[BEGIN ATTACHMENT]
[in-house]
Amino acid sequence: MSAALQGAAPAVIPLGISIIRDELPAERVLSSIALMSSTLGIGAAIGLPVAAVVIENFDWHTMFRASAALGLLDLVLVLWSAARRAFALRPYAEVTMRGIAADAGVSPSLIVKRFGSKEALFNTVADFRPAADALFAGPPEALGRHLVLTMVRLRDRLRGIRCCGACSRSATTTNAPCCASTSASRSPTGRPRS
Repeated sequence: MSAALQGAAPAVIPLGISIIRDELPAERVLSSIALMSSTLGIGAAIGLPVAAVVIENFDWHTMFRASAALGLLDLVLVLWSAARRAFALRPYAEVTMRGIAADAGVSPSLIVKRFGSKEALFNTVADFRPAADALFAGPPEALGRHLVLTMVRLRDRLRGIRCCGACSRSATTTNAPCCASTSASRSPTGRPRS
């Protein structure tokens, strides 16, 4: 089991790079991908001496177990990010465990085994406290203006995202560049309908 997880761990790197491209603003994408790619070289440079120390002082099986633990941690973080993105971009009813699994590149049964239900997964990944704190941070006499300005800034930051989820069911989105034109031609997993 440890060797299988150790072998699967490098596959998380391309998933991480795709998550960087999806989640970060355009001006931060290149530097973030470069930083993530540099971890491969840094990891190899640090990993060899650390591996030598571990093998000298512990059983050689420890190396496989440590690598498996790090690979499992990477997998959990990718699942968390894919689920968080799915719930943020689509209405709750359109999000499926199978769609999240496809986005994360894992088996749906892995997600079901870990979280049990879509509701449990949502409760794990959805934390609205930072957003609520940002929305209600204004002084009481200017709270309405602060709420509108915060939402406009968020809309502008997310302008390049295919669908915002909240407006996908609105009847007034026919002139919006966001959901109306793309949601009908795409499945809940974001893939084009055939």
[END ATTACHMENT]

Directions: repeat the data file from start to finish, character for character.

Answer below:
[in-house]
Amino acid sequence: MSAALQGAAPAVIPLGISIIRDELPAERVLSSIALMSSTLGIGAAIGLPVAAVVIENFDWHTMFRASAALGLLDLVLVLWSAARRAFALRPYAEVTMRGIAADAGVSPSLIVKRFGSKEALFNTVADFRPAADALFAGPPEALGRHLVLTMVRLRDRLRGIRCCGACSRSATTTNAPCCASTSASRSPTGRPRS
Repeated sequence: MSAALQGAAPAVIPLGISIIRDELPAERVLSSIALMSSTLGIGAAIGLPVAAVVIENFDWHTMFRASAALGLLDLVLVLWSAARRAFALRPYAEVTMRGIAADAGVSPSLIVKRFGSKEALFNTVADFRPAADALFAGPPEALGRHLVLTMVRLRDRLRGIRCCGACSRSATTTNAPCCASTSASRSPTGRPRS
């Protein structure tokens, strides 16, 4: 089991790079991908001496177990990010465990085994406290203006995202560049309908 997880761990790197491209603003994408790619070289440079120390002082099986633990941690973080993105971009009813699994590149049964239900997964990944704190941070006499300005800034930051989820069911989105034109031609997993 440890060797299988150790072998699967490098596959998380391309998933991480795709998550960087999806989640970060355009001006931060290149530097973030470069930083993530540099971890491969840094990891190899640090990993060899650390591996030598571990093998000298512990059983050689420890190396496989440590690598498996790090690979499992990477997998959990990718699942968390894919689920968080799915719930943020689509209405709750359109999000499926199978769609999240496809986005994360894992088996749906892995997600079901870990979280049990879509509701449990949502409760794990959805934390609205930072957003609520940002929305209600204004002084009481200017709270309405602060709420509108915060939402406009968020809309502008997310302008390049295919669908915002909240407006996908609105009847007034026919002139919006966001959901109306793309949601009908795409499945809940974001893939084009055939």